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Computational efficiency is a central concern in the design of knowledge representation systems. In order to obtain efficient systems, it has been suggested that one should limit the form of the statements in the knowledge base or use an incomplete inference mechanism. The former approach is often too restrictive for practical applications, whereas the latter leads to uncertainty about exactly what can and cannot be inferred from the knowledge base. We present a third alternative, in which knowledge given in a general representation language is translated (compiled) into a tractable form — allowing for efficient subsequent query answering. We show how propositional logical theories can be compiled into Horn theories that approximate the original information. The approximations bound the original theory from below and above in terms of logical strength. The procedures are extended to other tractable languages (for example, binary clauses) and to the firstorder case. Finally, we demonstrate the generality of our approach by compiling concept descriptions in a general framebased language into a tractable form.
On the Complexity of Qualitative Spatial Reasoning: A Maximal Tractable Fragment of the Region Connection Calculus
 Artificial Intelligence
, 1997
"... The computational properties of qualitative spatial reasoning have been investigated to some degree. However, the question for the boundary between polynomial and NPhard reasoning problems has not been addressed yet. In this paper we explore this boundary in the "Region Connection Calculus" RCC8. ..."
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Cited by 108 (22 self)
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The computational properties of qualitative spatial reasoning have been investigated to some degree. However, the question for the boundary between polynomial and NPhard reasoning problems has not been addressed yet. In this paper we explore this boundary in the "Region Connection Calculus" RCC8. We extend Bennett's encoding of RCC8 in modal logic. Based on this encoding, we prove that reasoning is NPcomplete in general and identify a maximal tractable subset of the relations in RCC8 that contains all base relations. Further, we show that for this subset pathconsistency is sufficient for deciding consistency. 1 Introduction When describing a spatial configuration or when reasoning about such a configuration, often it is not possible or desirable to obtain precise, quantitative data. In these cases, qualitative reasoning about spatial configurations may be used. One particular approach in this context has been developed by Randell, Cui, and Cohn [20], the socalled Region Connecti...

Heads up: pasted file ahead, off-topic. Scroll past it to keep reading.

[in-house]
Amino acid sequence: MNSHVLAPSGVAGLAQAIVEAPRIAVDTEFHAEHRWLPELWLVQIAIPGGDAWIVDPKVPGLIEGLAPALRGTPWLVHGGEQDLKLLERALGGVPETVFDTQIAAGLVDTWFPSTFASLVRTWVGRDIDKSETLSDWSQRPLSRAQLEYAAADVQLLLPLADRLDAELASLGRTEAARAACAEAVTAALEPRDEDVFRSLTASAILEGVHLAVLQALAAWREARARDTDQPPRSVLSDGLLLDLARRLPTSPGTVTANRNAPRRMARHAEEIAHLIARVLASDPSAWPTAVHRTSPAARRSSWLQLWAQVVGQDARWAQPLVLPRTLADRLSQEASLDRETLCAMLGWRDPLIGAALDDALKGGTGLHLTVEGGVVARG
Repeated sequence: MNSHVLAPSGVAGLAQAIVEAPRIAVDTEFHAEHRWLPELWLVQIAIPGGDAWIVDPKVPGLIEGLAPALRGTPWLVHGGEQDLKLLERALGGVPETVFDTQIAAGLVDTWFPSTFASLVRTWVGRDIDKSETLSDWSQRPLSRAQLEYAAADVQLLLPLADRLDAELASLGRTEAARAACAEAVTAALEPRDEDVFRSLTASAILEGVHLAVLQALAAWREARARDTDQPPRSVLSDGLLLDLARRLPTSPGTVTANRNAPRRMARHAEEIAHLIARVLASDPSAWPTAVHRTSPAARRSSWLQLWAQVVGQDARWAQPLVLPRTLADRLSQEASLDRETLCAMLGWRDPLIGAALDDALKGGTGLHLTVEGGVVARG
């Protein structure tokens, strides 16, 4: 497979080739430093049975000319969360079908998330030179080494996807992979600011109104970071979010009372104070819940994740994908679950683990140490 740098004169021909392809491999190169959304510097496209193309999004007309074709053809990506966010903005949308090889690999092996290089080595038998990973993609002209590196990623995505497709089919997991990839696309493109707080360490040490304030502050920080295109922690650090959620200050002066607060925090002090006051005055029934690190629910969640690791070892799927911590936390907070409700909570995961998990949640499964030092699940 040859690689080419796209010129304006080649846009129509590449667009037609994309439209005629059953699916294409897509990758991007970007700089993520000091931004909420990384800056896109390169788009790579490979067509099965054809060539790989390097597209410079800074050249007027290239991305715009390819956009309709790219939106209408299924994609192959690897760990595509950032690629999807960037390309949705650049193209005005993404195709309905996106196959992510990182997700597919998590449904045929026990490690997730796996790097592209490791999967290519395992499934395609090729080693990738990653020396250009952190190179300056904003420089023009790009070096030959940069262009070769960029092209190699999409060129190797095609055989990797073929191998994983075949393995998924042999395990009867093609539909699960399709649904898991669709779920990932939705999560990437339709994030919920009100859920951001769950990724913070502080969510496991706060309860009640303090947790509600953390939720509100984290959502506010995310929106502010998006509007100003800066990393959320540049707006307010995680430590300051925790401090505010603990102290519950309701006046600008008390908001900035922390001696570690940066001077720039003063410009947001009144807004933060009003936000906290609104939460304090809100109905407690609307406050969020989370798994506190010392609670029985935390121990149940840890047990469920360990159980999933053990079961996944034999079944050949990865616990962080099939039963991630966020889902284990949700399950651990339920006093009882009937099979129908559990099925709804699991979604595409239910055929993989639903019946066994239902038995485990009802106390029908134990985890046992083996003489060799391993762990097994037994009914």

Knowledge Compilation Using Horn Approximations
 IN PROCEEDINGS OF AAAI91
, 1991
"... We present a new approach to developing fast and efficient knowledge representation systems. Previous approaches to the problem of tractable inference have used restricted languages or incomplete inference mechanisms  problems include lack of expressive power, lack of inferential power, and/or la ..."
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Cited by 106 (9 self)
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We present a new approach to developing fast and efficient knowledge representation systems. Previous approaches to the problem of tractable inference have used restricted languages or incomplete inference mechanisms  problems include lack of expressive power, lack of inferential power, and/or lack of a formal characterization of what can and cannot be inferred. To overcome these disadvantages, we introduce a knowledge compilation method. We allow the user to enter statements in a general, unrestricted representation language, which the system compiles into a restricted language that allows for efficient inference. Since an exact translation into a tractable form is often impossible, the system searches for the best approximation of the original information. We will describe how the approximation can be used to speed up inference without giving up correctness or completeness. We illustrate our method by studying the approximation of logical theories by Horn theories. Following the ...